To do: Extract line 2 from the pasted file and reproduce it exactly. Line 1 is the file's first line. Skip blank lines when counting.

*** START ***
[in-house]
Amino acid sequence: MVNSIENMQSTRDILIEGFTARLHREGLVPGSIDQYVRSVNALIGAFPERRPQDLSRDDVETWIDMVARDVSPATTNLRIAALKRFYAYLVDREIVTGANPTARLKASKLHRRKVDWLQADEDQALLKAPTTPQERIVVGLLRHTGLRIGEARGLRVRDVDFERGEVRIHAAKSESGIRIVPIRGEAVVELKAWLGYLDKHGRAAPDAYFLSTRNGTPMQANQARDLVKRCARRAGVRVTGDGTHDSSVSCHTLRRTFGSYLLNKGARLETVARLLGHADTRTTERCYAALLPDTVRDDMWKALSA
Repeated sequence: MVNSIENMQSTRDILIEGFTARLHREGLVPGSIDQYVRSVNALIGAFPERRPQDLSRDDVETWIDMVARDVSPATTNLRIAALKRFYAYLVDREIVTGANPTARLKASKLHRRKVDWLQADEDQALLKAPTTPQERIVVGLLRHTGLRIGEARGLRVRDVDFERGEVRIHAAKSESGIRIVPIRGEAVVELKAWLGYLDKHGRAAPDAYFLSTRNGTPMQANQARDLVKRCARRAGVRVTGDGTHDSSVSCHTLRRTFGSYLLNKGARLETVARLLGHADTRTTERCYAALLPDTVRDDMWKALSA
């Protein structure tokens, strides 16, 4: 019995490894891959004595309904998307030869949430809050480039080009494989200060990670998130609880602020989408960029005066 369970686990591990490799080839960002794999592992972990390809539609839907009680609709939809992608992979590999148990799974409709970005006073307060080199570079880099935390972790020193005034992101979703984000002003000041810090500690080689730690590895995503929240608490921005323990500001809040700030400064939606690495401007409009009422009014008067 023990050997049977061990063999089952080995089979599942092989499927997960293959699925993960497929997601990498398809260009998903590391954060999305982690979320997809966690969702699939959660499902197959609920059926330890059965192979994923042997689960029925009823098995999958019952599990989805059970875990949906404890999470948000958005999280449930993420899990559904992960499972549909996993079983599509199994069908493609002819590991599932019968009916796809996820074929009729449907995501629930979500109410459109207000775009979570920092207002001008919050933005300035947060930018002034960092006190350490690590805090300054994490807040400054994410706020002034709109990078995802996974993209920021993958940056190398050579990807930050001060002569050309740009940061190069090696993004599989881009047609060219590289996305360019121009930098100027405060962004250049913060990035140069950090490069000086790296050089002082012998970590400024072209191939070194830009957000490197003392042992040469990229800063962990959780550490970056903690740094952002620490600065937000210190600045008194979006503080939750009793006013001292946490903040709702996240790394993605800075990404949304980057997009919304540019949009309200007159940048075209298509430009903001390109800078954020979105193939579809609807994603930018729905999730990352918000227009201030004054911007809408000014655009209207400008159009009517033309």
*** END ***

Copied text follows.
Amino acid sequence: MVNSIENMQSTRDILIEGFTARLHREGLVPGSIDQYVRSVNALIGAFPERRPQDLSRDDVETWIDMVARDVSPATTNLRIAALKRFYAYLVDREIVTGANPTARLKASKLHRRKVDWLQADEDQALLKAPTTPQERIVVGLLRHTGLRIGEARGLRVRDVDFERGEVRIHAAKSESGIRIVPIRGEAVVELKAWLGYLDKHGRAAPDAYFLSTRNGTPMQANQARDLVKRCARRAGVRVTGDGTHDSSVSCHTLRRTFGSYLLNKGARLETVARLLGHADTRTTERCYAALLPDTVRDDMWKALSA